Little Book Cliff Railway

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The Little Book Cliff Railway (LBC) was a 3 ft (914 mm) narrow gauge that operated in Colorado, United States, from 1889 to 1925.

The LBC was incorporated on September 11, 1889, by William Thomas Carpenter and several other prominent Grand Junction, Colorado, business men. The purpose of the 12-mile (19 km) railroad was to haul coal from the Book Cliff mines owned by Carpenter to Grand Junction. Construction began in 1890 and progressed in sections until the rails finally reached Carpenter, Colorado, which was the station name applied to the Book Cliff mines' coal camp, in the third week of June 1892.

The LBC's first locomotive was a 20-year-old, 3 ft (914 mm) Denver and Rio Grande Railroad (D&RG) cast-off that Carpenter purchased for $1,200. Throughout the railroad’s 35-year existence it owned but five locomotives, two of which were unique gear-driven Shay locomotive types that were purchased new from the builder. Other rolling stock included about 30 coal cars, a caboose, two excursion cars, and a couple of flat cars for hauling stone and performing maintenance-of-way work. The road's cars and coaches were all built by Grand Junction craftsmen, except a few that were rented from the D&RG on occasion.

The LBC made money for Carpenter; he then re-invested it into a project to enlarge the road. The project, a railroad called the Colorado, Wyoming & Great Northern (CW&GN), would have negated the need for the Uintah Railway. The CW&GN financially overextended Carpenter and he was unable to weather the Panic of 1893. Isaac Chauncy Wyman then acquired the LBC through bond foreclosure and reincorporated it as the Book Cliff Railroad about 1900.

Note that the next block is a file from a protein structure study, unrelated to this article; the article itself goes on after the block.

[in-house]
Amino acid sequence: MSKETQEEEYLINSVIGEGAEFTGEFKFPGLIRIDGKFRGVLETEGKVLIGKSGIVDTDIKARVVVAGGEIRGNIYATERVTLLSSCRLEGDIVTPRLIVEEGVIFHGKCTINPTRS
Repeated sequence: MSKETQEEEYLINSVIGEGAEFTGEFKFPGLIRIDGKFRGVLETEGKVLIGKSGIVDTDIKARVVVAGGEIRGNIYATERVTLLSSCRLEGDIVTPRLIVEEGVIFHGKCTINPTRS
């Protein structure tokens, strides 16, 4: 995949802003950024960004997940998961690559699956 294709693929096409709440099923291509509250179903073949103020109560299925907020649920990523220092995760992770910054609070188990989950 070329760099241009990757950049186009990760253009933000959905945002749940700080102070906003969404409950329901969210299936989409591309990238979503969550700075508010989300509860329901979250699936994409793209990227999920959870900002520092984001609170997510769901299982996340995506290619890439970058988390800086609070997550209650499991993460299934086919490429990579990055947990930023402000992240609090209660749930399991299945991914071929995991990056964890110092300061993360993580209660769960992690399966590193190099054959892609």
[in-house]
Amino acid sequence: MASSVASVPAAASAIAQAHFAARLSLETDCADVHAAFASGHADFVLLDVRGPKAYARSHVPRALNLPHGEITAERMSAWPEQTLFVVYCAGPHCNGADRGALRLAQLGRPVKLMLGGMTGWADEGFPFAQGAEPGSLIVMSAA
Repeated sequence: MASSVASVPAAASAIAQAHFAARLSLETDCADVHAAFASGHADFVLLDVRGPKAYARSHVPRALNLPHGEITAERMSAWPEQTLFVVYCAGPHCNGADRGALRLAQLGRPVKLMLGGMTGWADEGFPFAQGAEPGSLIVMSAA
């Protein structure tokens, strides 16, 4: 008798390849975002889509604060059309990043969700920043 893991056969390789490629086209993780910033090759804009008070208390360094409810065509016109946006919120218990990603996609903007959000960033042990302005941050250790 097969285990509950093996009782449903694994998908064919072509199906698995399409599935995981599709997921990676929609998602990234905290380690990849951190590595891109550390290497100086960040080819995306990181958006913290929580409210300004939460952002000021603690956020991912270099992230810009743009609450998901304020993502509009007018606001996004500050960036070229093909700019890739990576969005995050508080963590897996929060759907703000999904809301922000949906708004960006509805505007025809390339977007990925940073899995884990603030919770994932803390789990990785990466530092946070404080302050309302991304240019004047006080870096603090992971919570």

One of the most pleasant aspects of the railroad was the excursions it hosted. An outing to the Book Cliffs meant a day of hunting, horseback riding, hiking, picnicking, and a general good time. Of special note were the Memorial Day excursions; scores of people would go to Carpenter, gather the abundant wildflowers there and return to town with them to decorate their loved ones' graves. Associated with many excursions was a conveyance called a Go-devil. It consisted of little more than a few boards bolted together and attached to a set of handcar wheels. Thrill seekers used them to coast back down the tracks to Grand Junction at break-neck speeds.

The most interesting feature along the line was its double-horseshoe curve about 8 miles out of Grand Junction. It was there that most of the road's accidents occurred. The worst was when Locomotive No. 4 rolled on its side sometime between 1915 and 1925. A curious fact about the LBC was that it lacked locomotive turning facilities. Their locomotives operated facing the same direction the entire time the road owned them. When a train reached Carpenter, the engine was run around the train on a passing track, coupled to the other end, and it pulled the return trip to Grand Junction in reverse.

In 1925 the Monument Investment Company purchased the railroad from Princeton University in order to acquire the company's yard property in Grand Junction. They began railroad scrapping operations that summer and before long, pieces of the railroad were sold to buyers scattered throughout the country.


  • Lampert, Lyndon J.; Robert W. McLeod. Little Book Cliff Railway: The Life and Times of a Colorado Narrow Gauge. Boulder CO: Pruett Publishing Co., 1984.